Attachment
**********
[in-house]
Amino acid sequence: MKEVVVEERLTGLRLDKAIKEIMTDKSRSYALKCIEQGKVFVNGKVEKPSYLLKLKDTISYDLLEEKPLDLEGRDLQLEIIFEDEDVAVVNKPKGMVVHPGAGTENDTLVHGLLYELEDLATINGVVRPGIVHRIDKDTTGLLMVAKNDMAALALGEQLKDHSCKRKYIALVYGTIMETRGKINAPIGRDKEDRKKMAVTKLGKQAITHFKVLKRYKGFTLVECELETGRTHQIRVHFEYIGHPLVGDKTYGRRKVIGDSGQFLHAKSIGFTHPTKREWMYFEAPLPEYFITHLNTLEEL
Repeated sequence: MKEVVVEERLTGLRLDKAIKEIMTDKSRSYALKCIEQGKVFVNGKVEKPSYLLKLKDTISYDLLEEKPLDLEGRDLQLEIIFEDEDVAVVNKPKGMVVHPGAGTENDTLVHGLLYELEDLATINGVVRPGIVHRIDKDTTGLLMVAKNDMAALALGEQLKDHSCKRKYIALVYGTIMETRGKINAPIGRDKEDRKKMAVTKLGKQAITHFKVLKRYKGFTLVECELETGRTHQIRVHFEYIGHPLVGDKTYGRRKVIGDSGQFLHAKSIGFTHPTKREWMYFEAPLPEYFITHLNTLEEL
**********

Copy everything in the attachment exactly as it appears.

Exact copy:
[in-house]
Amino acid sequence: MKEVVVEERLTGLRLDKAIKEIMTDKSRSYALKCIEQGKVFVNGKVEKPSYLLKLKDTISYDLLEEKPLDLEGRDLQLEIIFEDEDVAVVNKPKGMVVHPGAGTENDTLVHGLLYELEDLATINGVVRPGIVHRIDKDTTGLLMVAKNDMAALALGEQLKDHSCKRKYIALVYGTIMETRGKINAPIGRDKEDRKKMAVTKLGKQAITHFKVLKRYKGFTLVECELETGRTHQIRVHFEYIGHPLVGDKTYGRRKVIGDSGQFLHAKSIGFTHPTKREWMYFEAPLPEYFITHLNTLEEL
Repeated sequence: MKEVVVEERLTGLRLDKAIKEIMTDKSRSYALKCIEQGKVFVNGKVEKPSYLLKLKDTISYDLLEEKPLDLEGRDLQLEIIFEDEDVAVVNKPKGMVVHPGAGTENDTLVHGLLYELEDLATINGVVRPGIVHRIDKDTTGLLMVAKNDMAALALGEQLKDHSCKRKYIALVYGTIMETRGKINAPIGRDKEDRKKMAVTKLGKQAITHFKVLKRYKGFTLVECELETGRTHQIRVHFEYIGHPLVGDKTYGRRKVIGDSGQFLHAKSIGFTHPTKREWMYFEAPLPEYFITHLNTLEEL